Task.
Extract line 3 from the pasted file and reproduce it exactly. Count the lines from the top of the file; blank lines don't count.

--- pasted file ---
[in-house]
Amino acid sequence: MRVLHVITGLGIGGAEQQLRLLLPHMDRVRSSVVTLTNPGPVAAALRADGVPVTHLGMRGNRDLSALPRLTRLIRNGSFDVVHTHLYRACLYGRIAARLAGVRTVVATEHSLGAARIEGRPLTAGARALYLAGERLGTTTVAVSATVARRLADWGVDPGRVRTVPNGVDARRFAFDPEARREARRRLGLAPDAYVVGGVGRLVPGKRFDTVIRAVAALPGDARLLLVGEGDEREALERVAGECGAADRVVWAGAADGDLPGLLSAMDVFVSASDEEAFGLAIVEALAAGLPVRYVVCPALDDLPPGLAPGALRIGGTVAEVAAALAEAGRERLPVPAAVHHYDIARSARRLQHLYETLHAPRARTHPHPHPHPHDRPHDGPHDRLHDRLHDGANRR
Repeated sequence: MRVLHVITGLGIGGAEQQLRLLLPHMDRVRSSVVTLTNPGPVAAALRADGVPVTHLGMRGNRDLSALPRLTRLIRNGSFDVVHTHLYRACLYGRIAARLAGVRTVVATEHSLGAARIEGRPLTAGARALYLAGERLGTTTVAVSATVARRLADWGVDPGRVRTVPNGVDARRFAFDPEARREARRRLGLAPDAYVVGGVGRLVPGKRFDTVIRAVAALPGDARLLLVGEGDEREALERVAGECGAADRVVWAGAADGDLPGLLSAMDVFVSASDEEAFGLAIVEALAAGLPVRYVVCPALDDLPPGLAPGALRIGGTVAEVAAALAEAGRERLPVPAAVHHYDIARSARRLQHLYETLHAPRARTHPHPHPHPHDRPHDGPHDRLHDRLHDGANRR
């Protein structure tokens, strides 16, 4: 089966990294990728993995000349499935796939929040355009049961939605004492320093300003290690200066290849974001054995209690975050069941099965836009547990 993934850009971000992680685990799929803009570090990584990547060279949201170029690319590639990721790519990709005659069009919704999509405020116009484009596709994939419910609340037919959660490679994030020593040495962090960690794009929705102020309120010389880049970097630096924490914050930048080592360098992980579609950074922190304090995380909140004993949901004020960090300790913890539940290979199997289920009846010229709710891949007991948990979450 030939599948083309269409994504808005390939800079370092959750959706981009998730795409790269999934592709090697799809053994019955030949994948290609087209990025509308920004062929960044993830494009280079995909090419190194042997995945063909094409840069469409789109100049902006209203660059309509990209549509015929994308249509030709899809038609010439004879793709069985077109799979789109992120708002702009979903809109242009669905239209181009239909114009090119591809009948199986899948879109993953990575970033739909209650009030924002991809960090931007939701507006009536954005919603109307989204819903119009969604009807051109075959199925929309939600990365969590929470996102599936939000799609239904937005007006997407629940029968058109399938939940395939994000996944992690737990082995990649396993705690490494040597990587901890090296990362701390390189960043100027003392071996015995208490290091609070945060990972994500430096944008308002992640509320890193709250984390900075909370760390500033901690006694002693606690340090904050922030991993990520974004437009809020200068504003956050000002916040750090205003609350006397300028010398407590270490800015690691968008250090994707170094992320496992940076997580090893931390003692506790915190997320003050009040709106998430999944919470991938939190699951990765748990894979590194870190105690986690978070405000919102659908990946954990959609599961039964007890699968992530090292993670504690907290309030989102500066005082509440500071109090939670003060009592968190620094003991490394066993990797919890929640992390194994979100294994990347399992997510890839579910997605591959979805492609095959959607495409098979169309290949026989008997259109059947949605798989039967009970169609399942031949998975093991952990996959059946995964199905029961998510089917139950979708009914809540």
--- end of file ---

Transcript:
Repeated sequence: MRVLHVITGLGIGGAEQQLRLLLPHMDRVRSSVVTLTNPGPVAAALRADGVPVTHLGMRGNRDLSALPRLTRLIRNGSFDVVHTHLYRACLYGRIAARLAGVRTVVATEHSLGAARIEGRPLTAGARALYLAGERLGTTTVAVSATVARRLADWGVDPGRVRTVPNGVDARRFAFDPEARREARRRLGLAPDAYVVGGVGRLVPGKRFDTVIRAVAALPGDARLLLVGEGDEREALERVAGECGAADRVVWAGAADGDLPGLLSAMDVFVSASDEEAFGLAIVEALAAGLPVRYVVCPALDDLPPGLAPGALRIGGTVAEVAAALAEAGRERLPVPAAVHHYDIARSARRLQHLYETLHAPRARTHPHPHPHPHDRPHDGPHDRLHDRLHDGANRR